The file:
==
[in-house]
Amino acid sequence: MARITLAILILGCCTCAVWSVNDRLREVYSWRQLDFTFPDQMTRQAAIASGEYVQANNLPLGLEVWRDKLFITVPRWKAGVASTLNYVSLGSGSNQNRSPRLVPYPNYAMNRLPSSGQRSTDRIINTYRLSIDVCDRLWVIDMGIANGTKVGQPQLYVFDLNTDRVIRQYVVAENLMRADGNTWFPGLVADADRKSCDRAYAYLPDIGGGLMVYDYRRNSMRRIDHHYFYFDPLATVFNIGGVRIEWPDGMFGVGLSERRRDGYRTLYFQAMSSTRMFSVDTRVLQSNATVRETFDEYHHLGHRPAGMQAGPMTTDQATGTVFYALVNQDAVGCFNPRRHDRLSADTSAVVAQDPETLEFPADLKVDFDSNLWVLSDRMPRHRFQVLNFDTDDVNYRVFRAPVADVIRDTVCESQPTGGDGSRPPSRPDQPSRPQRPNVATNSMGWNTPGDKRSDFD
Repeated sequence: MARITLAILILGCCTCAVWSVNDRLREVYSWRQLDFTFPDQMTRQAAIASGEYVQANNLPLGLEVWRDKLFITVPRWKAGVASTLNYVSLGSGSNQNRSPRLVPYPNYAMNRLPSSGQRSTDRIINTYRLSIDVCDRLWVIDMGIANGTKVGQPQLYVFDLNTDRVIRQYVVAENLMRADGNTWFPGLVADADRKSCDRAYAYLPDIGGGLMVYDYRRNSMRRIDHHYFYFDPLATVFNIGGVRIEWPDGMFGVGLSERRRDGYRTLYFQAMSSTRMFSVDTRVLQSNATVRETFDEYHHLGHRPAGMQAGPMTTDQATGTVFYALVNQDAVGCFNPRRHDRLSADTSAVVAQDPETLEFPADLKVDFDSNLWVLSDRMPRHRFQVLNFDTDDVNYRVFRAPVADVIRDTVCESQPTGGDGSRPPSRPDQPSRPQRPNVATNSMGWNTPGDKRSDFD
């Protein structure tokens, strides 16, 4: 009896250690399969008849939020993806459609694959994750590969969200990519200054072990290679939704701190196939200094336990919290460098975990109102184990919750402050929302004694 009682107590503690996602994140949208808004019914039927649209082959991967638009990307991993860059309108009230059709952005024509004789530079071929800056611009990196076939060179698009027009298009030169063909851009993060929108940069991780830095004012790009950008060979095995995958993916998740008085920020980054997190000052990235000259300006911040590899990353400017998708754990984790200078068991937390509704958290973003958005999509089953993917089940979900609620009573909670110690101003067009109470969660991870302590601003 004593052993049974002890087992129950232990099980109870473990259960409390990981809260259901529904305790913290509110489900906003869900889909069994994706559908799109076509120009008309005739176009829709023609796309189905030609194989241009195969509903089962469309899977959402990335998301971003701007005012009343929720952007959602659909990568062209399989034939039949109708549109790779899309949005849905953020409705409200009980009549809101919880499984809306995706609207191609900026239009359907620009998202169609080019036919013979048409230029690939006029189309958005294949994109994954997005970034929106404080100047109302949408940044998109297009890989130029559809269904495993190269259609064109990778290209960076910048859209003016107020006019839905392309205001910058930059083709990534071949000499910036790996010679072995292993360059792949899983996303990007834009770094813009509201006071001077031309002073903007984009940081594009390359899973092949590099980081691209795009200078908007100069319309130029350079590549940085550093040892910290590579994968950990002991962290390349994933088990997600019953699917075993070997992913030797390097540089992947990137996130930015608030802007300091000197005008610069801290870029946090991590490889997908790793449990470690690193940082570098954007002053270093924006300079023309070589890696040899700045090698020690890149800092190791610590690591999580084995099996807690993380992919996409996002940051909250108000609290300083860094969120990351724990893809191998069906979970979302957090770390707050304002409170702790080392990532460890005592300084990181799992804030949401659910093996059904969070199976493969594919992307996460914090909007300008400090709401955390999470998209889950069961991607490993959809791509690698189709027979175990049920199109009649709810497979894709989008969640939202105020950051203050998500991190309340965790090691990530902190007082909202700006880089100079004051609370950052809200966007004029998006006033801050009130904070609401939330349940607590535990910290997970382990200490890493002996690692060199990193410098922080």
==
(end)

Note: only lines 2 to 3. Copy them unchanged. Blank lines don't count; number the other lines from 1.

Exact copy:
Amino acid sequence: MARITLAILILGCCTCAVWSVNDRLREVYSWRQLDFTFPDQMTRQAAIASGEYVQANNLPLGLEVWRDKLFITVPRWKAGVASTLNYVSLGSGSNQNRSPRLVPYPNYAMNRLPSSGQRSTDRIINTYRLSIDVCDRLWVIDMGIANGTKVGQPQLYVFDLNTDRVIRQYVVAENLMRADGNTWFPGLVADADRKSCDRAYAYLPDIGGGLMVYDYRRNSMRRIDHHYFYFDPLATVFNIGGVRIEWPDGMFGVGLSERRRDGYRTLYFQAMSSTRMFSVDTRVLQSNATVRETFDEYHHLGHRPAGMQAGPMTTDQATGTVFYALVNQDAVGCFNPRRHDRLSADTSAVVAQDPETLEFPADLKVDFDSNLWVLSDRMPRHRFQVLNFDTDDVNYRVFRAPVADVIRDTVCESQPTGGDGSRPPSRPDQPSRPQRPNVATNSMGWNTPGDKRSDFD
Repeated sequence: MARITLAILILGCCTCAVWSVNDRLREVYSWRQLDFTFPDQMTRQAAIASGEYVQANNLPLGLEVWRDKLFITVPRWKAGVASTLNYVSLGSGSNQNRSPRLVPYPNYAMNRLPSSGQRSTDRIINTYRLSIDVCDRLWVIDMGIANGTKVGQPQLYVFDLNTDRVIRQYVVAENLMRADGNTWFPGLVADADRKSCDRAYAYLPDIGGGLMVYDYRRNSMRRIDHHYFYFDPLATVFNIGGVRIEWPDGMFGVGLSERRRDGYRTLYFQAMSSTRMFSVDTRVLQSNATVRETFDEYHHLGHRPAGMQAGPMTTDQATGTVFYALVNQDAVGCFNPRRHDRLSADTSAVVAQDPETLEFPADLKVDFDSNLWVLSDRMPRHRFQVLNFDTDDVNYRVFRAPVADVIRDTVCESQPTGGDGSRPPSRPDQPSRPQRPNVATNSMGWNTPGDKRSDFD